The Singing Dunes is a mountain of sand in the Altyn Emel National Park – itself a stretch of desert and canyons across 4,600 square kilometers.
These naturally occurring dunes are an impressive 150m high and 1.5 km long but what makes them phenomenal is that they sing out a whistling sound when the wind skims across the sands.
The shrinking of the Aral Sea is one of the great environment disaster of the 20th century: in the 1960s it was one of the four largest lakes in the world, but today it’s only a fraction of its original size. Poorly planned Soviet irrigation schemes diverted its water supplies, and the Aral Sea dried up. It’s an important place to visit, however, to see first hand the devastation potential impact of human intervention in nature. The skeleton ships in the sand, now miles away from open water where they might sail, are a poignant reminder of the past.
Charyn Canyon is within the Charyn River valley which practically kisses the Chinese border. It might not be as deep as the Grand Canyon, but its steep sides and colour gradations make it equally as impressive.
Shymbulak is the biggest ski resort in Central Asia located just a short 30 mins drive from Almaty. You can ski at Shymbulak from November until May, and the lifts go up to the Talgar Pass at 3,200m. In total there are around 20 km of pisted runs, plus some excellent, affordable opportunities for heli-skiing.
Almaty is the former capital of Kazakhstan, a charming city surrounded by mountains. It remains the commercial and cultural heart of the country, with plenty to see and do. Highlights here include the photogenic Zenkov Cathedral, the Kok Tobe cable car, and Almaty Opera House.
Hidden in the Tien Shan Mountains, Lake Kaindy is a relative newcomer to the landscape made by a landslide in 1991. With water that shifts from turquoise to emerald green depending on the light, it’s particularly scenic to walk here, either on a day trip from Almaty or on a longer trek.
The Soviet Union launched its space flights from the Baikonur Cosmodrome in Kazakhstan’s desert steppe of Baikonur and it’s till used for launches to the ISS.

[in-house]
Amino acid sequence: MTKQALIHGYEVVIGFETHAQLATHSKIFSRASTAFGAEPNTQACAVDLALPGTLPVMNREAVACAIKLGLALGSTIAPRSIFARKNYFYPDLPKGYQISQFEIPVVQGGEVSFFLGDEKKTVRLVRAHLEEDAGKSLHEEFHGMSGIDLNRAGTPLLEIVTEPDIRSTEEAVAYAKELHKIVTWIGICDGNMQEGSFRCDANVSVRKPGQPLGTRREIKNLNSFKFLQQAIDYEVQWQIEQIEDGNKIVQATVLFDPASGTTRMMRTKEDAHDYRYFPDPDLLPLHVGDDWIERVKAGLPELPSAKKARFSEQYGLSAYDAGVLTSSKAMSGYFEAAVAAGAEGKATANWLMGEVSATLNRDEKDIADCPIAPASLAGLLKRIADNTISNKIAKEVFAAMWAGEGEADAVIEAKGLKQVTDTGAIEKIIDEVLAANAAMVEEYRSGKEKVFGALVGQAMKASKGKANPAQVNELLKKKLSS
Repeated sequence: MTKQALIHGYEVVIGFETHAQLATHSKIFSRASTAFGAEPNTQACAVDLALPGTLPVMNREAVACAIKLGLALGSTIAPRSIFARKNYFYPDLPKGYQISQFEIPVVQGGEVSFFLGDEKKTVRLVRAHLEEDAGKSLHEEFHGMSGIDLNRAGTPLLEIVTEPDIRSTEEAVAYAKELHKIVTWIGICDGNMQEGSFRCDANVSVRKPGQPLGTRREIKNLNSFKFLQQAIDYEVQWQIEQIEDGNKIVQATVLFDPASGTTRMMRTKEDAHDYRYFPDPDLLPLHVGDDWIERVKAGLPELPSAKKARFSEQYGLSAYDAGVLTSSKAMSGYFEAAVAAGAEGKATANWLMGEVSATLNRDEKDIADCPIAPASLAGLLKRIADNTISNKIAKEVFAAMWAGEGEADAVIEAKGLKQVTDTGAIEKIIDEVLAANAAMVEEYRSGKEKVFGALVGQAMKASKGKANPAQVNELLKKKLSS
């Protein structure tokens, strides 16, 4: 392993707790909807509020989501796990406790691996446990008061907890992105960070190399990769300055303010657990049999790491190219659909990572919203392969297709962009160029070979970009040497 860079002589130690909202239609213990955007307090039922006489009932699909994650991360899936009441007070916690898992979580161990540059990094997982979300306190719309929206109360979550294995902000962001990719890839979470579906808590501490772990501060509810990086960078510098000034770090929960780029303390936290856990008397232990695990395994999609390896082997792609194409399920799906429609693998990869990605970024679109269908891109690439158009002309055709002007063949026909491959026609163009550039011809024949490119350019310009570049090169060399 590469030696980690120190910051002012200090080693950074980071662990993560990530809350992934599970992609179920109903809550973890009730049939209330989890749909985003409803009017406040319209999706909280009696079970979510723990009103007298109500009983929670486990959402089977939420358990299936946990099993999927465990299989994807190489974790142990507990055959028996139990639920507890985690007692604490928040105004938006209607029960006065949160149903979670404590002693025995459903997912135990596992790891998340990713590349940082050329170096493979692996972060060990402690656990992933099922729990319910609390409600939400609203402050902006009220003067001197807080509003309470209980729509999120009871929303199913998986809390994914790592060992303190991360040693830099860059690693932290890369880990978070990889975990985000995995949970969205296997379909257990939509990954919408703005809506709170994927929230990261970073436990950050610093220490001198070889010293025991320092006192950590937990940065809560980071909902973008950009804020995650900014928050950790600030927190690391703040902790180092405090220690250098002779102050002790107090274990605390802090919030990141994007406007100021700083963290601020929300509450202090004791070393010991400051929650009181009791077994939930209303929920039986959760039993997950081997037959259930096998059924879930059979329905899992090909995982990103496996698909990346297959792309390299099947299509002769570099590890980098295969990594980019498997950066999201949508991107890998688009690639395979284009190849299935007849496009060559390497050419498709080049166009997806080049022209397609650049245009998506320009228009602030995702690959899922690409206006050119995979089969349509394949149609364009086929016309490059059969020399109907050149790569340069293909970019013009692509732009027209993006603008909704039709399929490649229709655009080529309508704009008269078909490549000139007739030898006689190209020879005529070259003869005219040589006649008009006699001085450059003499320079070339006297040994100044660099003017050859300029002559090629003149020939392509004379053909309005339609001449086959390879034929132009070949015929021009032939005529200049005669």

Kazakhstan was on the Silk Road, and there was a substantial commercial center in Turkestan at least by the 4th century AD. An important Sufi saint, Khodja Akhmed Yassawi, preached and was buried here. His medieval mausoleum remains an important pilgrimage site, recognized as a World Heritage Site by UNESCO.
If you didn’t know that Nur-Sultan is the capital of Kazakhstan, you can be excused. In 2019, one year after completing its 20th anniversary as the capital of Kazakhstan, Astana has seen its name change to its present name Nur-Sultan, in honour of the country’s long-term leader, who was responsible for the Kazakh’s independence. If you wonder which was the capital city before Astana, wonder no more, it used to be the lovely Almaty, which many consider it should have never lost its title.
Nur-Sultan has got the particularity of being a planned city, which was constructed in the middle of the desert. Its architectural master-plan was designed by Japanese architect Kisho Kurokawa, one of the founders of the Metabolist Movement. It is perhaps because it was planned in its entirety from the beginning, that Nur-Sultan has such large avenues, with residential areas spread throughout the city. Because it is such a recent city it is a very modern and futuristic city.